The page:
Tuesday, 24 January 2012

The IMF Has A Peek At Australia

First Moody's waving warning flags and now the IMF. In The Australian, Australian banks should hold more capital: IMF.

A STUDY by the International Monetary Fund is urging Australian banks adopt tougher capital requirements in case of a collapse in the country's property market. (aren't we different here?)

"Combining residential mortgage shocks with corporate losses expected at the peak of the global financial crisis would put more pressure on Australian banks' capital. Therefore, it would be useful to consider the merits of higher capital requirements for systemically important domestic banks," said the IMF paper made public today.
Banks continue to face concerns from global investors about the prospect for Australia's mortgage market after a broad decline in home prices last year.

According to the IMF paper, the banks' main vulnerability is their exposure to a highly indebted households through residential mortgage lending. Together, Australia's four largest banks hold more than 80 per cent of Australia's mortgages on their books.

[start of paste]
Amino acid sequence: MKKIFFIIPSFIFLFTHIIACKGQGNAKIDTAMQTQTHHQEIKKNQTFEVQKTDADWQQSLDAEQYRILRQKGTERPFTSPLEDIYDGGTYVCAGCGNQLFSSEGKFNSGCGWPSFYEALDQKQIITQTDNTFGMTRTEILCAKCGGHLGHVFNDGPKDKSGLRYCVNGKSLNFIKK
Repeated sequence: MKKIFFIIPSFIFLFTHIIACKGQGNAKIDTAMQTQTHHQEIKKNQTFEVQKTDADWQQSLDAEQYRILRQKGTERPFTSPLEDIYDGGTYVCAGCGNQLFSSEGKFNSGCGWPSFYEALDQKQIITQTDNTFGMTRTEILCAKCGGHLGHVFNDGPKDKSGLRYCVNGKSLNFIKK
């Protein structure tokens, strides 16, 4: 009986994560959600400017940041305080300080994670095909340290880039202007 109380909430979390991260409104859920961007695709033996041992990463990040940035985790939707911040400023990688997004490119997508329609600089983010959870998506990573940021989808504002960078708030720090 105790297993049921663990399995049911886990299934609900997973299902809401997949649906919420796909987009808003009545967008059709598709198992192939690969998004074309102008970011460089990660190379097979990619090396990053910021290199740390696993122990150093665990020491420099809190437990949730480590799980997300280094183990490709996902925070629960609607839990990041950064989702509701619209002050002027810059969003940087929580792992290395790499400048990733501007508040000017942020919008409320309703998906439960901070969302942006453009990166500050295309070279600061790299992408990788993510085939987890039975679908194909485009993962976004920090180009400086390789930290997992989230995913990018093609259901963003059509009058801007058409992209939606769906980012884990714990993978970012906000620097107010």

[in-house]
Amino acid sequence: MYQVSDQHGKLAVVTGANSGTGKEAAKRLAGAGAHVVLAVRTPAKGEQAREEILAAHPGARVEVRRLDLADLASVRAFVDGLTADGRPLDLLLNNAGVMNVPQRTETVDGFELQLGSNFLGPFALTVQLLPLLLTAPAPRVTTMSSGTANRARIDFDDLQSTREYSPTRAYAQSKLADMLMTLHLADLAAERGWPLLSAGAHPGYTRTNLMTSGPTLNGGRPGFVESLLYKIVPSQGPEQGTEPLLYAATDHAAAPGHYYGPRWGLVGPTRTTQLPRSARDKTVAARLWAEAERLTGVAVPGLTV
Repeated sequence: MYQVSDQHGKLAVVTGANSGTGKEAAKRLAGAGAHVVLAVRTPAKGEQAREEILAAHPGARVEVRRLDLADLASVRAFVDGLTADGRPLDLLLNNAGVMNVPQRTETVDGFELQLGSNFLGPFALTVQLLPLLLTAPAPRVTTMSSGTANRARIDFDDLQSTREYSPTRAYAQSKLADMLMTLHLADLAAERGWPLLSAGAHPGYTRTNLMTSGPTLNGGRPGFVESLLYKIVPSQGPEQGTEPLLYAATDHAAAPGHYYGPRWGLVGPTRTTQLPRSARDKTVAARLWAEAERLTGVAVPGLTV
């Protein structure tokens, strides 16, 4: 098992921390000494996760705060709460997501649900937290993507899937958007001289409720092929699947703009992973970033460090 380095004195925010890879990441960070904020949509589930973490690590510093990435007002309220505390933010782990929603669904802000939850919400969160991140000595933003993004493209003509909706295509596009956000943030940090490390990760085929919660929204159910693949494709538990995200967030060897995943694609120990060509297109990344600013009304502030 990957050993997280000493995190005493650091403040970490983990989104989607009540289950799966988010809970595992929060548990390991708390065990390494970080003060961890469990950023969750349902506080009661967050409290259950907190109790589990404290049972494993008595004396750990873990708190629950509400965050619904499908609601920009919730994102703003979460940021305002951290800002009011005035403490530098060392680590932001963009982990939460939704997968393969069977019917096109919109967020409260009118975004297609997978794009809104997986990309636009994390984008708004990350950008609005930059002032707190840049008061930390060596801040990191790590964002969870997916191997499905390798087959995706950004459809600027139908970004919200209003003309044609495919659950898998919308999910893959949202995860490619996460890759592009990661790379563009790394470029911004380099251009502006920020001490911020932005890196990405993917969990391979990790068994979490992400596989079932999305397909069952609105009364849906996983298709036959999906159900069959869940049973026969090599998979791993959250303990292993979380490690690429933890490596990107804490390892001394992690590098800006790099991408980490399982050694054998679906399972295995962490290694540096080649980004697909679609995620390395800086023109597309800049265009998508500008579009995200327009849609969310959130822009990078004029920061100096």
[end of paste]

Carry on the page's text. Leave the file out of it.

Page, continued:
Even so, the IMF paper said a stress test of the banking system based on the Irish experience showed banks could withstand "sizeable shocks to their exposure to residential mortgages". 
The IMF is now comparing Australia to Ireland?

The document is embedded below. I love this bit...
“The full recourse nature of mortgage lending also helps limit strategic loan defaults.”
If you are wondering where Crockett and Tubbs fit,  Florida has full recourse loans, a sought after location and people flocking their in droves. They were resilient in the midst of the downturn  right?

Miami's Vice

 Bank Capital Adequacy Australia 2012


  1. Good on the IMF for finally calling things closer to what they really are.

    But, what do we have here? Some people criticising the IMF for doing so!

    This article was in the AFR, but I sourced it elsewhere:

    No need to read the article, this paragraph says it all:
    "No other official connected with the European crisis sounds as alarmist as Lagarde. Her gloomy doomsday prophecies make even usually pessimistic commentators like me look cheerful. The IMF’s predictions now regularly warn of imminent economic armageddon and another 1930s-style depression. Where policymakers usually talk the economy up, Lagarde always talks it down – as if she wants to create a self-fulfilling prophecy."

    Swanny is at it too:

    See, the problem is clearly that we're being realistic in our expectations. Yes, that's the problem. It definitely has nothing to do with a decade or two of excess consumption, credit expansion.

    Gee, status quo or bust much? Far out.

  2. Nice links Pete. I've got a post on our exposure I'll put out tomorrow.